Bolton’s name and picture do not appear among the workers employed at the Medina Cigar & Tobacco shop now  under Balli’s “new management.”  The business is listed only as his place of employment and does not describe what he does for the business that’s about a 30 minute drive from his Lakewood residence.

Eric Jonathan Brewer

Cleveland's most influential journalist and East Cleveland's most successful mayor is an East Saint Louis, Illinois native whose father led the city's petition drive in 1969 to elect the first black mayor in 1971. Eric is an old-school investigative reporter whose 40-year body of editorial work has been demonstrably effective. No local journalist is feared or respected more.

Trained in newspaper publishing by the legendary Call & Post Publisher William Otis Walker in 1978 when it was the nation's 5th largest Black-owned publication, Eric has published and edited 13 local, regional and statewide publications across Ohio. Adding to his publishing and reporting resume is Eric's career in government. Eric served as the city's highest paid part-time Special Assistant to ex-Cleveland Mayor Michael R. White. He served as Chief of Staff to ex-East Cleveland Mayor Emmanuel Onunwor; and Chief of Communications to the late George James in his capacity as the Cuyahoga Metropolitan Housing Authority's first Black executive director. Eric was appointed to serve as a member of the state's Financial Planning & Supervision Commission to guide the East Cleveland school district out of fiscal emergency and $20 million deficit. Former U.S. HUD Secretary Alphonso Jackson told Eric in his D.C. office he was the only mayor in the nation simultaneously-managing a municipal block grant program. Eric wrote the city's $2.2 million Neighborhood Stabilization Program grant application. A HUD Inspector General audit of his management of the block grant program resulted in "zero" audit findings.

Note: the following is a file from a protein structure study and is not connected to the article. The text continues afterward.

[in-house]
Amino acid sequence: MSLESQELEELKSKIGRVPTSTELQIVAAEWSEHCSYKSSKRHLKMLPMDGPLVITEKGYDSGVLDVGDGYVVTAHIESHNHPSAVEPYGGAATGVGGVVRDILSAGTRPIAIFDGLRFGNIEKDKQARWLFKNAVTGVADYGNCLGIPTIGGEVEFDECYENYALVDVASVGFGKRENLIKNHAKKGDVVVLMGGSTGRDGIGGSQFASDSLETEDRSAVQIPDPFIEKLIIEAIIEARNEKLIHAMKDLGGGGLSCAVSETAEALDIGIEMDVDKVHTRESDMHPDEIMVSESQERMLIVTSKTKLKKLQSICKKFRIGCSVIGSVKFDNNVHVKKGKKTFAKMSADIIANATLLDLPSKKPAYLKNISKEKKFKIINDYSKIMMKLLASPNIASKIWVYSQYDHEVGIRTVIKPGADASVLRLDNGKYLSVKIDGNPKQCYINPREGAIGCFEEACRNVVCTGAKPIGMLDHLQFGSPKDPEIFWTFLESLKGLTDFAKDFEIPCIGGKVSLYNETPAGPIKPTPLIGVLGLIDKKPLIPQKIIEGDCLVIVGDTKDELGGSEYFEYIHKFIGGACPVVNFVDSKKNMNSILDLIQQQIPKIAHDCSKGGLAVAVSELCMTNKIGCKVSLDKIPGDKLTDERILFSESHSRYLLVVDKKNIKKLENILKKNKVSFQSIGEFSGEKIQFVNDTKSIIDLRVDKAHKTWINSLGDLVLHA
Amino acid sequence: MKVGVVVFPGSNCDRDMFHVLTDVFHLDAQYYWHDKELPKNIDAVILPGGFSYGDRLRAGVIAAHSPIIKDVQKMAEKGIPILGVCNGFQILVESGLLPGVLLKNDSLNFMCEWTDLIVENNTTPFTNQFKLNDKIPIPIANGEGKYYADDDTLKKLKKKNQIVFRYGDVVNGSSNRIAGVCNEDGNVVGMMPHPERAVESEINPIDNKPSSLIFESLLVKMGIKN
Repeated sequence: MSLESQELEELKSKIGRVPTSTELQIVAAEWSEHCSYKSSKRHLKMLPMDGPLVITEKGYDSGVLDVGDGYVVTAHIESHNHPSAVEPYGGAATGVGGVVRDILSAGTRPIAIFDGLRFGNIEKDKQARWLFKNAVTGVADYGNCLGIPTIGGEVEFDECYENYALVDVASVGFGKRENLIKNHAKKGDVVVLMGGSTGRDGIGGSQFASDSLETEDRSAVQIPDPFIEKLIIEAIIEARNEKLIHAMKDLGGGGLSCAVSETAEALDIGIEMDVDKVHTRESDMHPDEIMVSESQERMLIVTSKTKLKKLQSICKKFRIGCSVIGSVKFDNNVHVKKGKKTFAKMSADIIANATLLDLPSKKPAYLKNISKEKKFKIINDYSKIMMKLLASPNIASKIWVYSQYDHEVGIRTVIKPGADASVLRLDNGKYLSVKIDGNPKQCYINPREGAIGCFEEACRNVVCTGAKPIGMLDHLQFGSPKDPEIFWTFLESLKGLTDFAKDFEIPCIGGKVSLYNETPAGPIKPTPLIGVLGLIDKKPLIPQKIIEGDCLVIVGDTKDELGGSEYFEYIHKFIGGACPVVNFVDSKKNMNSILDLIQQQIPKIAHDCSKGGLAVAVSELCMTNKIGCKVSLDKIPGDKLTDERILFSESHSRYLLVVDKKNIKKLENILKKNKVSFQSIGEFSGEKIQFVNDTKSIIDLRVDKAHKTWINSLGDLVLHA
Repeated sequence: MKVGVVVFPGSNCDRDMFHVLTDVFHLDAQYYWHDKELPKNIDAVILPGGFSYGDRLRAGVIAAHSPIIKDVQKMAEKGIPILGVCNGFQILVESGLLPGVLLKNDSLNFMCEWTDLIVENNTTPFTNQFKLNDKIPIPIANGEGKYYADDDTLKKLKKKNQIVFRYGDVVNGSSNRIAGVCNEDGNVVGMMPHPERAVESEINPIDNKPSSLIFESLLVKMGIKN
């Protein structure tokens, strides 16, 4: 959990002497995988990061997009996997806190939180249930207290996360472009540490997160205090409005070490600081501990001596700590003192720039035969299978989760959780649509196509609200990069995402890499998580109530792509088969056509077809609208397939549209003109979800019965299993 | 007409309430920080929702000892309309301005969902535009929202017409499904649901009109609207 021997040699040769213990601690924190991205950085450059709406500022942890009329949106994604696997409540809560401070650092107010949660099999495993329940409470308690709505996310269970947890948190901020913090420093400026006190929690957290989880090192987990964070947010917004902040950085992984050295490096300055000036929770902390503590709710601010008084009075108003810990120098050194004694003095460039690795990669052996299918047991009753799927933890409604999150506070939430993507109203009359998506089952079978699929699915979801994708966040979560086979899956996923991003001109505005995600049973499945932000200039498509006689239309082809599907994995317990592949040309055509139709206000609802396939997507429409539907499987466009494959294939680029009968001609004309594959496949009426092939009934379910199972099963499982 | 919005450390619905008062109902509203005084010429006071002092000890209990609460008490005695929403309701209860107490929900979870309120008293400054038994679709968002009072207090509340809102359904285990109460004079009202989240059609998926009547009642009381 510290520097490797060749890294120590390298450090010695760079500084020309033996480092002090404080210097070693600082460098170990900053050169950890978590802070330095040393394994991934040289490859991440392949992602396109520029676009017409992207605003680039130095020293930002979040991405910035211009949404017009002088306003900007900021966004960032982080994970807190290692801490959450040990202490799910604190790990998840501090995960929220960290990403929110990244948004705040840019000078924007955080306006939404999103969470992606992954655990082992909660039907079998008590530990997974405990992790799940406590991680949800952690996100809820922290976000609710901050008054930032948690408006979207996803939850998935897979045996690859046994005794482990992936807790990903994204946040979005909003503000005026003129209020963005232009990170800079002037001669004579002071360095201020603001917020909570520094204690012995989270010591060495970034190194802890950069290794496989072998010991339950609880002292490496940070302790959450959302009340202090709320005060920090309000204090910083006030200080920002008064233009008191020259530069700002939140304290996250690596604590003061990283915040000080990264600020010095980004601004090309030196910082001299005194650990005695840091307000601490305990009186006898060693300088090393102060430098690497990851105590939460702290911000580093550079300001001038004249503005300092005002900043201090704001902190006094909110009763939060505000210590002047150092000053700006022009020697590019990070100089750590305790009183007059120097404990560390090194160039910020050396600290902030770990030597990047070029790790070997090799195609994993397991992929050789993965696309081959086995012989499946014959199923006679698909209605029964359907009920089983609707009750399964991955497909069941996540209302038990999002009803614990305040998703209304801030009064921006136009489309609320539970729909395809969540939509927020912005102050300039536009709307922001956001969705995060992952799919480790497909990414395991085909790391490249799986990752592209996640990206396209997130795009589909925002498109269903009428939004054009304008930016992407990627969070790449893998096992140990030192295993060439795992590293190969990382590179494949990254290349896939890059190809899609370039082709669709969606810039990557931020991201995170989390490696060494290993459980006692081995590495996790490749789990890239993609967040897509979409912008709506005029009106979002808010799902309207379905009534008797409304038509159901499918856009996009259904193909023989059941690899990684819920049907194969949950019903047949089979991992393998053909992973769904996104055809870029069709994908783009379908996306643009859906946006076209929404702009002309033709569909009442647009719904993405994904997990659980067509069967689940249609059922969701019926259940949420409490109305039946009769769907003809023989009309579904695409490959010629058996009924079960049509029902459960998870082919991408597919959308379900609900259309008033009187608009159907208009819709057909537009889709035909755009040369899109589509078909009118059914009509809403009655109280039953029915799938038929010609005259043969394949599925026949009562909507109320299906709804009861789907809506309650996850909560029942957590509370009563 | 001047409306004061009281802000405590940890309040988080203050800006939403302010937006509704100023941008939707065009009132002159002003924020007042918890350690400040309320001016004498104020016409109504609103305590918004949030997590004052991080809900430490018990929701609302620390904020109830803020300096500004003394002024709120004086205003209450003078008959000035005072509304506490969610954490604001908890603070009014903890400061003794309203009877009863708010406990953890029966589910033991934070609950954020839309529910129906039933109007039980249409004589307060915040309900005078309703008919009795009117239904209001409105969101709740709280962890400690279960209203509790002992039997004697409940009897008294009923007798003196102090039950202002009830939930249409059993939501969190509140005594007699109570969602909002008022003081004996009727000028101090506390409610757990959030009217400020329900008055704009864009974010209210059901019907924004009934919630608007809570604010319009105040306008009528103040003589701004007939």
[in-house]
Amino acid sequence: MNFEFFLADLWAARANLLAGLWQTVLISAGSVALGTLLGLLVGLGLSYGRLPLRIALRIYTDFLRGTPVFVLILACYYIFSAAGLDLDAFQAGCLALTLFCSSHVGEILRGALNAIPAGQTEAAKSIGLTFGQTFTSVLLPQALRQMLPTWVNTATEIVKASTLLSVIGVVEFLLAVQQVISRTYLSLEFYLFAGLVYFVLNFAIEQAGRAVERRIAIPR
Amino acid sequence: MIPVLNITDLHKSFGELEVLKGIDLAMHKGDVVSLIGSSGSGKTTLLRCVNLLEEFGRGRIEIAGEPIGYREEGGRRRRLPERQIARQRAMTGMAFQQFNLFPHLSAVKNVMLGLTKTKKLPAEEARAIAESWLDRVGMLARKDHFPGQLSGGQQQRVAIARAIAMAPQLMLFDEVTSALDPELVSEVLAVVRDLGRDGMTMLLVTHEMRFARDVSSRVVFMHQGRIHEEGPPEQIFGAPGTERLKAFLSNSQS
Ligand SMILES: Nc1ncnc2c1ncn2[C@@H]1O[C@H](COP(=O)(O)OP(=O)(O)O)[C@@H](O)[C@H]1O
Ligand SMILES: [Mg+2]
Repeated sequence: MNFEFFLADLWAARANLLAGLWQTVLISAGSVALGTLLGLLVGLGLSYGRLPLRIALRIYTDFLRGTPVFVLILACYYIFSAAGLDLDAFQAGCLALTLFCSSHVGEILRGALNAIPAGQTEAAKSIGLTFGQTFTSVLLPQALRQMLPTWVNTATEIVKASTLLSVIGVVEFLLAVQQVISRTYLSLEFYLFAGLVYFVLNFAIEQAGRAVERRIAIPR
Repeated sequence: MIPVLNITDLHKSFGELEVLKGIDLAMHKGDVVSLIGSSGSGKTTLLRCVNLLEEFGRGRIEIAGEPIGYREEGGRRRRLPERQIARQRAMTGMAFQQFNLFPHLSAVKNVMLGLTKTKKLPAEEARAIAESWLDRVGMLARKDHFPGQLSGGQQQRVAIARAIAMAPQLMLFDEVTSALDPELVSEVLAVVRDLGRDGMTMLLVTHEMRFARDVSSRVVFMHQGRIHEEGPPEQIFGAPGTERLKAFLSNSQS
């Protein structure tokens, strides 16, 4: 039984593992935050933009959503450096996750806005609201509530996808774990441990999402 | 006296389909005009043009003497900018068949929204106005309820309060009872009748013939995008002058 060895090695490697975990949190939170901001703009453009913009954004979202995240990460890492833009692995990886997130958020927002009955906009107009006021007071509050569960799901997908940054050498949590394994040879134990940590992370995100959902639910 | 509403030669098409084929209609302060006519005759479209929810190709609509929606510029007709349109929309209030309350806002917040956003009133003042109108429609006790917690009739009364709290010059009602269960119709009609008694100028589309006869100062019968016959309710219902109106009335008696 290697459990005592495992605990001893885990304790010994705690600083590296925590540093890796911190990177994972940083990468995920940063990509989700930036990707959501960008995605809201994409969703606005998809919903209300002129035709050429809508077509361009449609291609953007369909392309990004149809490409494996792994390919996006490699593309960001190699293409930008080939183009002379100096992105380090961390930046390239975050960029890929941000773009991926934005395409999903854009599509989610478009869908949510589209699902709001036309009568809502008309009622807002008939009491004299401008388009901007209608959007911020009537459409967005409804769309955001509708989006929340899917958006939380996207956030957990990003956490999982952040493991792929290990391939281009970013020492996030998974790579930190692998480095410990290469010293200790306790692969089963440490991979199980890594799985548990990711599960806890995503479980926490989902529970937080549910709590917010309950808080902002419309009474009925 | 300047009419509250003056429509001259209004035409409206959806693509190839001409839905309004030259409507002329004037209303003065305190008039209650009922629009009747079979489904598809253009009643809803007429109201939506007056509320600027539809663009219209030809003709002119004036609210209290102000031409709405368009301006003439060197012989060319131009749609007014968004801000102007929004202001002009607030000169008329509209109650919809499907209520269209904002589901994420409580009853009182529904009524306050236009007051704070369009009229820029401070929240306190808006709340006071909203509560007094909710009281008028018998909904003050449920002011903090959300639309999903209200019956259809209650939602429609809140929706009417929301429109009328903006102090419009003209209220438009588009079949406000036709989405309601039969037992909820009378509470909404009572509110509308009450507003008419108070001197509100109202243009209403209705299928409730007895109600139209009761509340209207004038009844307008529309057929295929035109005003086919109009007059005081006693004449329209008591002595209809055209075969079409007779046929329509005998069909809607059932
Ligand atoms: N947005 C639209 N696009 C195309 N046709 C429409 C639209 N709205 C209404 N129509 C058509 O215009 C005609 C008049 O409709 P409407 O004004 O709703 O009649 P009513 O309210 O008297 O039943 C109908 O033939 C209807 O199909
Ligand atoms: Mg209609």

As a newspaper publisher, Eric has used his insider's detailed knowledge of government and his publications to lead the FBI and state prosecutors to investigations that resulted in criminal prosecutions of well-known elected officials in Ohio; and have helped realign Cleveland's political landscape with the defeat of candidates and issues he's exposed. Eric's stories led to the indictments of the late Governor George Voinovich's brother, Paul Voinovich of the V Group, and four associates. He asked the FBI to investigate the mayor he'd served as chief of staff for public corruption; and testified in three federal trials for the prosecution. He forced former Cuyahoga County Coroner Dr. Elizabeth Balraj to admit her investigations of police killings were fraudulent; and to issue notices to local police that her investigators would control police killing investigations. Eric's current work has resulted in Cuyahoga County Judge John Russo accepting the criminal complaint he guided an activist to file against 24 civil rights-violating police officers in the city he once led for operating without valid peace officer credentials. USA Today reporters picked up on Eric's police credentials reporting from his social media page and made it national.

Eric is the author of of his first book, "Fight Police License Plate Spying," which examines the FBI and local police misuse of the National Crime Information Center criminal records history database. An accomplished trumpet player and singer whose friendship with Duke Fakir of the Four Tops resulted in his singing the show's closing song, "Can't Help Myself": Curtis Sliwa of New York's Guardian Angels counts Eric among his founding chapter leaders from the early 1980's role as an Ohio organizer of over 300 volunteer crime fighters in Cleveland, Columbus and Youngstown, Ohio. For his work as a young man Eric was recognized by Cleveland's Urban League as it's 1983 Young Man of the Year.

Known in Cleveland for his encyclopedic knowledge of government and history, and intimately-connected with the region's players, every local major media outlet in Cleveland has picked up on one of Eric's stories since 1979. There is no mainstream newspaper, television or radio outlet in Cleveland that does not include an interview with Eric Jonathan Brewer in its archives over the past 40 years.